A CIA analyst who interrogated Iraqi leader Saddam Hussein has some damning words about the invasion, saying the United States “got it wrong” — and was ‘critically mistaken’ on its military action in the country.
John Nixon, the Independent reports, specifically pointed to the CIA’s view of Hussein’s feelings about the use of chemical weapons on Iraqi civilians — a narrative frequently touted by the George W. Bush administration during the nascent invasion.
Nixon says CIA officials “were also mistaken about [Hussein’s] health, personal habits and his involvement in running Iraq.”
Writing on his book, Debriefing The President: The Interrogation Of Saddam Hussein, for the Daily Mail, Nixon offered acrid criticism regarding Bush’s leadership, saying the former president heard “only what he wanted to hear” — including that Iraq had somehow been responsible for the attacks of September 11, 2001.
“Look at who was involved,” Nixon recalled the Iraqi leader telling the interrogators. “What countries did they come from? Saudi Arabia. And this [ringleader] Muhammad Atta, was he an Iraqi? No. He was Egyptian. Why do you think I was involved in the attacks?”
In fact, Nixon noted, “Saddam had actually believed 9/11 would bring Iraq and America closer because Washington would need his secular government to help fight fundamentalism. How woefully wrong he had been.”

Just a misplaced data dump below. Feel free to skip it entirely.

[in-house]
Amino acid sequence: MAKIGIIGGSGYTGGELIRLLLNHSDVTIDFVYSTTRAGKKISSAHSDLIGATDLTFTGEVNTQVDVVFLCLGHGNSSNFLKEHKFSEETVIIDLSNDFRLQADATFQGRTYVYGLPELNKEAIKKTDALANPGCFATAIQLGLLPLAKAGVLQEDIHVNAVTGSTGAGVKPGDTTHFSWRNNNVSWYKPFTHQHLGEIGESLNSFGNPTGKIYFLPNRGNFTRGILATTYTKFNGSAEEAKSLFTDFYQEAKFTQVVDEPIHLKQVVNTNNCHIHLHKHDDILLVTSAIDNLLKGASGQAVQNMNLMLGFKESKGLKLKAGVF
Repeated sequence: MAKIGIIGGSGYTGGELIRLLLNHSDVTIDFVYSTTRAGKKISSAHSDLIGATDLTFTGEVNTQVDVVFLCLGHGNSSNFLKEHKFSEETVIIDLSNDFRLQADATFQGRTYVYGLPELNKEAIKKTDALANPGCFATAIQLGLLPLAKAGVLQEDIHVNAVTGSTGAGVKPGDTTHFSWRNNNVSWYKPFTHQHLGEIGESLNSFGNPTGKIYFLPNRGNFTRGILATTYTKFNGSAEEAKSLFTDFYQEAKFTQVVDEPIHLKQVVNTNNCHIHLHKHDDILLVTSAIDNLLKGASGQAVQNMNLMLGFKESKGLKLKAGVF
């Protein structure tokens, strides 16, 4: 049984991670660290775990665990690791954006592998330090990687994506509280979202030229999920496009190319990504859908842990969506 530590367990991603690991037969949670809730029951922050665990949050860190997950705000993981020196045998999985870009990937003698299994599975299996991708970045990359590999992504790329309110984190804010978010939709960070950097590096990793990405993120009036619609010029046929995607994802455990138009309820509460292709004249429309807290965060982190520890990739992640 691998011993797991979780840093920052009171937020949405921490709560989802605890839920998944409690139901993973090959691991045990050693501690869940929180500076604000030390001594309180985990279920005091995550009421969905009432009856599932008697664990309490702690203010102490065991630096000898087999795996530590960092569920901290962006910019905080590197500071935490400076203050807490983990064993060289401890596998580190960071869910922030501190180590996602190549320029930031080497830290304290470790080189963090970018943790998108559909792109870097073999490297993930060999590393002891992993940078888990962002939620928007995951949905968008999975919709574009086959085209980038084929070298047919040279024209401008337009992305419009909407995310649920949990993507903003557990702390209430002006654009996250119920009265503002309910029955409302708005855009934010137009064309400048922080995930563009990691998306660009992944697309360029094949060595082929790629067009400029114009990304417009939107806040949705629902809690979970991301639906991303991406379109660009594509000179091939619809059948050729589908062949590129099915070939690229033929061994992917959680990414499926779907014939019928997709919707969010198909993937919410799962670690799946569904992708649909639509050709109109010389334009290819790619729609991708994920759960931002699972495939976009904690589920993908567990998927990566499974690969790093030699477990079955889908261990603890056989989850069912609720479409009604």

On the topic of Bush’s elusive weapons of mass destruction — the ostensible impetus for invading Iraq — Hussein told Nixon and the CIA interrogators:
“Iraq is not a terrorist nation. We did not have a relationship with (Osama) bin Laden, and did not have weapons of mass destruction… and were not a threat to our neighbours. But the American President [George W Bush] said Iraq wanted to attack his daddy and said we had ‘weapons of mass destruction.’”
Asked if he had entertained the idea of using these WMDs on a preemptive basis against U.S. forces in Saudi Arabia, he replied, “We never thought about using weapons of mass destruction. It was not discussed. Use chemical weapons against the world? Is there anyone with full faculties who would do this? Who would use these weapons when they had not been used against us?”
Nixon explained the officials were taken aback by this unexpected candor — and a narrative wholly contrary to that proffered by the Bush administration and its lockstep corporate media. But as the fated leader explained, he hadn’t been blameless in the gross misunderstanding.
“The spirit of listening and understanding was not there – I don’t exclude myself from this blame,” Nixon recalled Saddam saying.
Indeed, Nixon noted Hussein had not necessarily been fully in control of his own government — and hadn’t been for some time. Evincing this, the leader responded to queries about the use of chemical weapons against the Kurds during the Iran-Iraq war by stating, “But I did not make that decision.”